Named after the river running past the luxury hotel, The Clunie sources many ingredients from local suppliers, gamekeepers and farmers: seafood and game are key, with many dishes cooked over a wood fire. There's also a public bar, the Flying Stag, serving bar meals and a vast range of whiskys.
Harden's survey result
August 6 2018 saw the passing of Michelin’s most fêted chef ever, and where that leaves the London outpost of his global luxury chain – whose “small plates of taste bombs are a little piece of food theatre” – muddies an already-unclear outlook. For most of its lifetime, the assessment of his “intimate” and opulent two-floor venue (plus cocktail bar with roof terrace) in Covent Garden has been that the experience it provides is “an always-exceptional delight” (if a nose-bleedingly expensive one). But “the food has worsened” in the last 2-3 years, and service at times can be “diabolical”, while the sense that the place is “horrendously overpriced” has magnified. In the year prior to M Robuchon’s death its ratings had staged something of a comeback on all fronts, so all is by no means lost for whoever takes the business forwards from now on.
“Astronomical” prices have always been a feature of this star French chef’s opulent Covent Garden outpost, where you kick off in the glam, rooftop cocktail bar, and then descend to one of two luxurious dining floors (be it the dark, ground floor, where you perch on high stools near the open kitchen, or the more conventional first floor). But while many fans do find its “theatrical” succession of exquisite (“miniscule”) dishes to be “unbelievably enjoyable”, others feel its level of achievement nowadays is “a far cry from the heady times when it first opened”: “sky high prices are totally justifiable in my book, but only if performance warrants them… but the food was really flat and service careless and terribly slow”.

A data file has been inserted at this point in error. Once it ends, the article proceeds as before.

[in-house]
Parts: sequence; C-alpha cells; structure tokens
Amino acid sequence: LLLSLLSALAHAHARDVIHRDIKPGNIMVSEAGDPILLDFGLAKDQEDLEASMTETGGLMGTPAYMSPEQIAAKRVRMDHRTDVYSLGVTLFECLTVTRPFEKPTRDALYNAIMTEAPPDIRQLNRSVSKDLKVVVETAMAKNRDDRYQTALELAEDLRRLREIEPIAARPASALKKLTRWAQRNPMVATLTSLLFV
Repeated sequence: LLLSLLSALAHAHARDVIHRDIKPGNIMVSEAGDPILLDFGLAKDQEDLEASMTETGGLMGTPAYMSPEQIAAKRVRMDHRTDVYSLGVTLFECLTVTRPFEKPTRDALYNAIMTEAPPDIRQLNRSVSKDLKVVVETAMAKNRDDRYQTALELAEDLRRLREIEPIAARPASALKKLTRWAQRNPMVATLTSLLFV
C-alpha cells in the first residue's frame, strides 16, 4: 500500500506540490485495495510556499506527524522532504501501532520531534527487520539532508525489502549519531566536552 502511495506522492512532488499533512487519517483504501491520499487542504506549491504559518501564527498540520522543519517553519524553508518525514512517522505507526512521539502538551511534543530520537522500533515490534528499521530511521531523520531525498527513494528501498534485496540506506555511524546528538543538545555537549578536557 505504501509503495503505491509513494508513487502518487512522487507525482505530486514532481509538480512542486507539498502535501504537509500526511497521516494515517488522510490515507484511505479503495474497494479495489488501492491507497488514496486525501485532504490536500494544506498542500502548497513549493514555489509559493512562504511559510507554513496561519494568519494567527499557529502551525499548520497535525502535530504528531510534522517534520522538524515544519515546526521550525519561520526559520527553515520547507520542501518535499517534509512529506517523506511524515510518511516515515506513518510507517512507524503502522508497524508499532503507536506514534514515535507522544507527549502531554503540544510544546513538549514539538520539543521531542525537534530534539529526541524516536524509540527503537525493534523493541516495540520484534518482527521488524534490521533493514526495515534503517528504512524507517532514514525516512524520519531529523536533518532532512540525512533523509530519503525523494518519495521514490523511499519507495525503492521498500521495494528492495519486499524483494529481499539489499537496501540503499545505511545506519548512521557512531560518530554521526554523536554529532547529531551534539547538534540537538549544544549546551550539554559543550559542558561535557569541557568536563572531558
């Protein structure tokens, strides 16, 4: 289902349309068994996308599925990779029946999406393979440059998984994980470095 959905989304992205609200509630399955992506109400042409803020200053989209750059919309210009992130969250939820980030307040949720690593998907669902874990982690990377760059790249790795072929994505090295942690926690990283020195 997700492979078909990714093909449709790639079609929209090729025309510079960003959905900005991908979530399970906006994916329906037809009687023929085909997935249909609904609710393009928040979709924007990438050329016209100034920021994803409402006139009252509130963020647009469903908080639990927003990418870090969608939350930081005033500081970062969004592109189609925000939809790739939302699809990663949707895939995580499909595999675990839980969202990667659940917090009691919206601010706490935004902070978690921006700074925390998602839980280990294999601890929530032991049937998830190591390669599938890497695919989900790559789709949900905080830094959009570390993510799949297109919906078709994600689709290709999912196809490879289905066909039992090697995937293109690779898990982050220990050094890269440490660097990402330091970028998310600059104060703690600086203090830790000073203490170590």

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Have you eaten at L’Atelier de Joel Robuchon?
Atelier de Robuchon WC2
The mainly black upstairs dining room of Joël Robuchon's new London 'workshop' - accented with white tiles, pepper pots and bric-Ã -brac - is oddly reminiscent of an early PizzaExpress.
There are differences of course. Few chain outlets, for example, try to get away with tables quite as small as those at this outpost of one of the world's most famous chefs. On the plus side, you arguably get a bit more glamour here (if sitting next a theatrical peer counts). But not that much. The rather hugger-mugger feel is all part of the 'authenticity' of an establishment whose aspirations - despite the location of other branches in Tokyo, Las Vegas and, now, New York - are explicitly not in the direction of grandeur.
The food here is what it's all supposed to be about, and the food here is very good indeed. Some dishes were truly memorable. An amuse-bouche of foie gras with Parmesan froth was superb, as was some prettily presented crab in jelly. Quail stuffed with black truffle and served with sinful buttery mash was luxurious, if tiny. Duck was a 'best ever'. And puddings were exemplary (even if the 'soufflé vert' wasn't especially green).
The problem with reviewing this sort of place is, of course, the feeling that prices have departed from reality. Go the dégustation route (£80) - the one the staff charmingly, push you down - and your budget would encompass dining anywhere else in town. Is the overall experience up to Gordon Ramsay or Le Gavroche? In our view, no (although the price/value trade off looked better in the much sexier-looking downstairs, for which you can't book after 7pm).
But, hey, it certainly makes a change. And the sort of people who keep their Maybachs waiting outside probably don't care too much about the bill.
13-15 West St, London, WC2H 9NE
|Monday||12 pm‑3 pm, 5:30 pm‑10:30 pm|
|Tuesday||12 pm‑3 pm, 5:30 pm‑11 pm|
|Wednesday||12 pm‑3 pm, 5:30 pm‑11 pm|
|Thursday||12 pm‑3 pm, 5:30 pm‑11 pm|
|Friday||12 pm‑3 pm, 5:30 pm‑12 am|
|Saturday||12 pm‑3 pm, 5:30 pm‑12 am|
|Sunday||12 pm‑4 pm, 6:30 pm‑10:30 pm|